The Jacked & Strong Pull-Up Program

The Jacked & Strong Pull-Up Program

First off, there are a lot of different pull-up programs out.  It’s free information and the only difficulty you’ll have in starting a program is discovering the difficulty in picking out which program you are going to follow.  Below are a few links to give you an idea of what I am talking about.

The problem I see with these programs is it’s easy to hit a wall.  The only thing you can do is repeat workouts you’ve already completed and you can forget hitting a PR on your pull-ups until you climb that wall.

What works with this program is I’m telling you to start out with doing less pull-ups than you can already do.  Think of it as building off your base.

If you’re at all familiar with Jim Wendler’s 5/3/1 strength program you already know what I’m talking about.

Pull-Up Tools for Success

Below is a list of items you will need for this program:

  • A Timer
  • A Pull-Up Bar
  • Grit & Determination
  • Voodoo Floss should you catch a case of elbow tendonitis

Jacked&Strong Pull-Up Program-Feature Image2

How It Works

This program is built around 5 sets of max-effort pull-ups.  The goal is to take your 5 set max and turn it into a 4 set max, 3 set max, etc. over a 4 week period.

Between each set you are allotted 1 minute and 30 seconds of rest.  Why not 2 minutes rest between sets?  Because if you rest 2 minutes and then start a day where you might rest 30 seconds less, the body isn’t prepared for the muscle fatigue.

Also, if you only rest 1 minute between sets, you can’t recover in time to make your next pull worth anything.  It’s the best of both worlds by resting in between 1 and 2 minutes.

Keep in mind that the end goal is to increase your max rep pull-ups without focusing on your 1 set max.

Like any other program, your journey begins by testing where you currently are.  Remember, you’re not testing your 1 set max, but you’re 5 set max.

To illustrate, our athlete Cletus, shows up on “Test Day” and hits a 5 set max of 30 pull-ups.  Now 30 is Cletus magic number and the program is now built off of this 5 set max as follows:

Week 1 Reps Set 1 Set 2 Set 3 Set 4 Set 5
Test 30 9 6 5 6 4
Day 2 20 8 7 6
Day 3 22 10 7 6
Day 4 24 9 7 8

As in the example above, Cletus hit a total of 30 pull-ups over 5 sets on his initial test day with sets of 9, 6, 5, 6 and 4 respectively.

When Cletus begins Day 2 of Week 1 he will attempt to obtain 10 less pull-ups than his current 5 set max in the least amount of sets possible.  However, as shown in the example, should Cletus obtain the number of prescribed reps mid-set, he will not stop his set.  Cletus will complete the set until exhaustion, and then stop.

Personal Records (PR’s)

PR’s are the beautiful gem in this program.  With this 5 set max scheme, you can obtain a PR in a number of ways:

  • Total reps in set 1
  • Total reps in set 2
  • Total reps in set 3
  • Total reps in set 4
  • Total reps in set 5
  • Number of reps in least amount of sets
  • Number of sets to obtain most amount of reps

With the ability to obtain PR’s throughout the program, your motivation to keep going should continue pushing you to move forward.  Nothing is worse than going through the motions in a pull-up program.  Pull-ups are hard and if you aren’t motivated to do them it is so easy to quit.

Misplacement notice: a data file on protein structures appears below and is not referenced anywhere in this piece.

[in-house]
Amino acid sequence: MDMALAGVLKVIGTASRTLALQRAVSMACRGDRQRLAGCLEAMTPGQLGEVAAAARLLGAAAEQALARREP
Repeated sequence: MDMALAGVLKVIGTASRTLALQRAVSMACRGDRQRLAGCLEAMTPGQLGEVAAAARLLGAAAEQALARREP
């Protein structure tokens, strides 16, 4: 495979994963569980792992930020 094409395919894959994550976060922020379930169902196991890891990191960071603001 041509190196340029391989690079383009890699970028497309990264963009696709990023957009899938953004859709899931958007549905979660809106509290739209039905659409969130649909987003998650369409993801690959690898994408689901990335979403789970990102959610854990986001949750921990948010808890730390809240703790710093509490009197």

In the next example, Day 2 comes around and Cletus hit one less rep with 8 pull-ups on his 1st set but came back with 7 reps on his 2nd set and 6 reps on his 3rd set.  Though he was unable to PR his 1st set, he was able to set PR’s on the 2nd and 3rd set.

Cletus also set a PR of 21 reps in 3 sets, one more rep over 3 sets than he obtained on test day.

Week 1 Reps Set 1 Set 2 Set 3 Set 4 Set 5
Test 30 9 6 5 6 4
Day 2 20 8 7 6
Day 3 22 10 7 6
Day 4 24 9 7 8

Check out Week 2:

Week 2 Reps Set 1 Set 2 Set 3 Set 4 Set 5
Day 1 20 9 7 6
Day 2 22 10 7 8
Day 3 24 9 7 8
Day 4 26 9 6 7 5

As you can see, the beginning of week 2 starts out with 10 less pull-ups than Cletus achieved on test day and then the amount of reps increased by 2 each day.  Here is yet another opportunity to PR as Cletus attempts to surpass 20, 22 and 24 reps more quickly than he did in week 1.

This time round on the above example 20 rep day, he hits one more pull-up than he did the prior week.  The 22 rep day is a big day because 25 pull-ups are hit in 3 sets, a 1 rep PR from Day 4, Week 1.

PR’s are endless.  You may not hit a PR every workout but the opportunities to do so are available.  Again, the reason PR’s are such a big deal is because those are what will keep you in the program when your 1st set max isn’t going anywhere.

You’ll soon see that you will hit PR’s quicker on your 3rd, 4th and 5th sets well before you PR on your 1st set.  This is normal and shows you you’re generating muscle endurance.  This muscle endurance will soon transfer to your 1st set and Boom!

So, what if you can already hit 20 strict pull-ups?  Let me first say, “Well done.”  You’ll want to keep this endurance up so investing in a dip belt is a good idea.  Add some weight to your belt and give this workout a shot.

Same rules apply and you’ll stay nice and strong.  If you’ve got your 20 strict pull-ups already, you can also apply this routine to other body weight exercises such as handstand push-ups and ring dips.  Find your weakness and pursue it.

If you are interested in this program and want to see more on how this program is laid out, you can download the template below.

Pull-Up Program by JackedandStrong